Ofﬁce of Undergraduate Admission
PO Box 750181
Dallas TX 75275-0181
See the Division of Enrollment Services entry. The Office of Undergraduate Admission (singular, not Admissions). When referring to a particular ofﬁce within a school, Admissions may be acceptable: The Ofﬁce of Admissions, School of Law.
Not advisor or advisors.
affect vs. effect
Affect, as a verb, means to inﬂuence: The ﬁnal exam will affect his ﬁnal grade.
Effect, as a noun, means result: The effect of the Hopwood decision on minority enrollment is substantial.
Effect, as a verb, means to cause or bring about: The new athletics director will effect many positive changes in the department.
See the minorities entry.
Always use ﬁgures. When the context does not require year or years old, the ﬁgure is presumed to be years.
Ages expressed as adjectives before a noun or as substitutes for a noun use hyphens.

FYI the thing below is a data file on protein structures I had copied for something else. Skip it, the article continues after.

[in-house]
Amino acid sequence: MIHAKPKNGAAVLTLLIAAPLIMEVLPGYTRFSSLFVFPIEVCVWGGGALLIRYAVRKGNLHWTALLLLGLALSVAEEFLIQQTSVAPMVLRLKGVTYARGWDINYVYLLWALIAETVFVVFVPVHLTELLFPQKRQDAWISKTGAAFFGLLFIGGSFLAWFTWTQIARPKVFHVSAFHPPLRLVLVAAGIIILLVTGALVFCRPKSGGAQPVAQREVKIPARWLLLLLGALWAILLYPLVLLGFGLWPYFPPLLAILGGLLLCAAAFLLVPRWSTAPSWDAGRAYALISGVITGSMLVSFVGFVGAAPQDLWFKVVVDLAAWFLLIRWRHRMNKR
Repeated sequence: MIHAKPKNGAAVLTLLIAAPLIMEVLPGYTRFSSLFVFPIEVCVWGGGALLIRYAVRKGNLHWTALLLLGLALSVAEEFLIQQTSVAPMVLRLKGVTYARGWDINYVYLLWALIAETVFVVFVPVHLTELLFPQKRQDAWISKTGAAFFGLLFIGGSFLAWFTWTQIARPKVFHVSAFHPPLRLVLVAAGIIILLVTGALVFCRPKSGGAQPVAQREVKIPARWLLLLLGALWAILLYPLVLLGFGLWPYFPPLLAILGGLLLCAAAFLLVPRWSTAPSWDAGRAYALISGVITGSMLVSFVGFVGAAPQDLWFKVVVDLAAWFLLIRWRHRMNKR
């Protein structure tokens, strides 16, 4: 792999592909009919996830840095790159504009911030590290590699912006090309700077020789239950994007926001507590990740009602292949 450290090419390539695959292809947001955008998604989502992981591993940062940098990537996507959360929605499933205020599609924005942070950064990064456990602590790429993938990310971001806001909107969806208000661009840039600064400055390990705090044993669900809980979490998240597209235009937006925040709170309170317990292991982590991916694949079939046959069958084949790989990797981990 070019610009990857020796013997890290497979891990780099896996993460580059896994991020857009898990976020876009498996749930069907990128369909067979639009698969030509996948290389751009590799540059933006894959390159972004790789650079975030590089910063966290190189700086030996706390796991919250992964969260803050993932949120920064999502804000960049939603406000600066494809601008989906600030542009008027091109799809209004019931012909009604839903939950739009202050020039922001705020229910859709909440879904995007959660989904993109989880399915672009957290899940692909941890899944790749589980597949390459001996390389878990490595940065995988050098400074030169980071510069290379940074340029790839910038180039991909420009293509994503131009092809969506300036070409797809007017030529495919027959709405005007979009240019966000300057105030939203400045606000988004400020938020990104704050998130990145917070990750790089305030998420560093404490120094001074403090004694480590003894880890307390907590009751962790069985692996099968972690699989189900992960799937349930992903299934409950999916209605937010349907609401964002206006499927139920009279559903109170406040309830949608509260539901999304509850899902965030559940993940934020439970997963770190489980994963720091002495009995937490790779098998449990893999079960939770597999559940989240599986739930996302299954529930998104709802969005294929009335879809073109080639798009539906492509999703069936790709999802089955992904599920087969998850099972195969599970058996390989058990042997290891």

Examples: A 5-year-old boy. The boy is 5 years old. The boy, 7, has a sister, 10. The woman, 26, has a daughter 2 months old. The law is 8 years old. The race is for 3-year-olds. The woman is in her 30s (no apostrophe).
No longer Alternative Spring Break.
Alumni is used for both male and female (plural) graduates (not alums). Alumnus is used for a single male graduate, alumna is used for a single female graduate and alumnae is used for plural female graduates.
Lowercase, with periods. Avoid redundant usage: 8 a.m. this morning. See also the TDP and times entries.
Use between when introducing two items and among when introducing more than two. It's between you and me, but The vote was divided among several candidates.
However, between is the correct word when expressing the relationship of three or more items considered one pair at a time. Negotiations on a debate format are under way between the network and the Ford, Carter and McCarthy committees.
In general, not a substitute for the word and. In narrative copy always spell out. Use only when part of a formal name: AT&T, Barnes & Noble, Procter & Gamble.